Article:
Originally printed in the March 2018 issue of Produce Business.
Fast product turns propel category to top sales spot.
There was a time, not long ago, when eating salads in cold weather was unusual and buying lettuces in whole heads the only option. Now, packaged salads rank as the top-selling vegetable category at retail and organic packaged salads the No. 1 organic produce commodity sold year-round, according to FreshFacts on Retail, Whole and Fresh Cut Produce Trends: 2016 Year In Review, published by the Washington, DC-headquartered United Fresh Produce Association.
In 2017, organic packaged salads alone totaled a healthy $1.24 billion in sales, according to IRI data for the 52 weeks ending December 3, 2017, as supplied by Windermere, FL-headquartered Fresh Express. Blends, meaning products that contain a mix of lettuces or greens, make up 93 percent of organic packaged salad sales.
“We carry an average of 10 SKUs of organic salads, including blends, in two brands and they turn fast,” says Richard Stiles, director of produce and floral for Redner’s Markets, a Reading, PA-chain with 44 markets and 13 quick shoppes in Pennsylvania, Maryland and Delaware.
However, despite its popularity, organic’s share of total packaged salad sales has remained stable at just more than 23 percent over the past few years. What’s more, organic salad sales were actually flat in 2017, according to the December 2017-ending IRI data.
The trailing off of organic salad blend sales over the past four years is attributed to a few reasons, explains Michael Golderman, marketing brand leader for Fresh Express. “First, I think the early adapters are already in, and it’s tougher to get more people in the category. Secondly, during this same time frame the local movement has built up steam, and this may represent people who would have chosen organic. Third, there is a movement toward greenhouse-grown products, which are often viewed positively. Fourth, there’s been no significant innovation.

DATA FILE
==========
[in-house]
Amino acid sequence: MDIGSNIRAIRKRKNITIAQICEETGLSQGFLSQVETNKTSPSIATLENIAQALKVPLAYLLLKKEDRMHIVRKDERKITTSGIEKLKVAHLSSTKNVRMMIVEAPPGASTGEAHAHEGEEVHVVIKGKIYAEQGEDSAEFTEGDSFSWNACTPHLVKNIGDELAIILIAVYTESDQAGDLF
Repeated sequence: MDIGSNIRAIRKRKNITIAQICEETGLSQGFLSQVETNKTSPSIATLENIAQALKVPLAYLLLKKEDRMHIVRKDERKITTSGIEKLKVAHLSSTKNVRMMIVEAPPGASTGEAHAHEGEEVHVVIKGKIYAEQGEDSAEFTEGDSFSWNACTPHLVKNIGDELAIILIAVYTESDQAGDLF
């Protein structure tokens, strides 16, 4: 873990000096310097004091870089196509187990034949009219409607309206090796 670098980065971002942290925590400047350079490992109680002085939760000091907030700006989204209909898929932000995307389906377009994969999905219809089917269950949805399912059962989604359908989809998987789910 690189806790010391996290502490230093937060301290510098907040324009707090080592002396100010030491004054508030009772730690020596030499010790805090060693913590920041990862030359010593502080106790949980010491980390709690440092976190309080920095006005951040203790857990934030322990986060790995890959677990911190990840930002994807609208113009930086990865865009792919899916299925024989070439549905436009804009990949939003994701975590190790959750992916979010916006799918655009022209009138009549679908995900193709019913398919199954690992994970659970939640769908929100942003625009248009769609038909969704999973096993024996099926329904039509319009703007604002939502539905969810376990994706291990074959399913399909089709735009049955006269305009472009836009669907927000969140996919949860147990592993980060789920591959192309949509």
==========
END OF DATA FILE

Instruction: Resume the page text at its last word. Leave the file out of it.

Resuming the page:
“Indeed, there’s a need for new and exciting products to attract new users to the category or to have current customers purchase more.”
Demand has led to innovation in the organic salad blends category. This includes choice of greens, versatility of use and convenience.
“Spring mix is no longer the No. 1 SKU for us, as it was in years past,” says Scot Olson, vice president of produce and floral for Grocery Outlet, Inc., a privately owned discount supermarket chain based in Emeryville, CA, with more than 280 locations in five western states and Pennsylvania. “Our best-selling organic salad item is now baby spinach, followed by arugula. Spring mix is a distant third.”
Nationally, baby spinach ranks first and represents 35 percent of organic packaged salad sales, followed by spring mix at 25 percent and 50/50 mix (baby spinach and spring mix) at 15 percent, according to the December IRI data.
Shoppers now seek even darker greens, says Bil Goldfield, director of corporate communications for the Dole Food Company in Westlake Village, CA. “Our organic salad mixes fulfill consumers’ desire for health and wellness by providing darker, more nutrient dense greens like kale, along with favorite varieties of baby lettuces, spinach and arugula.”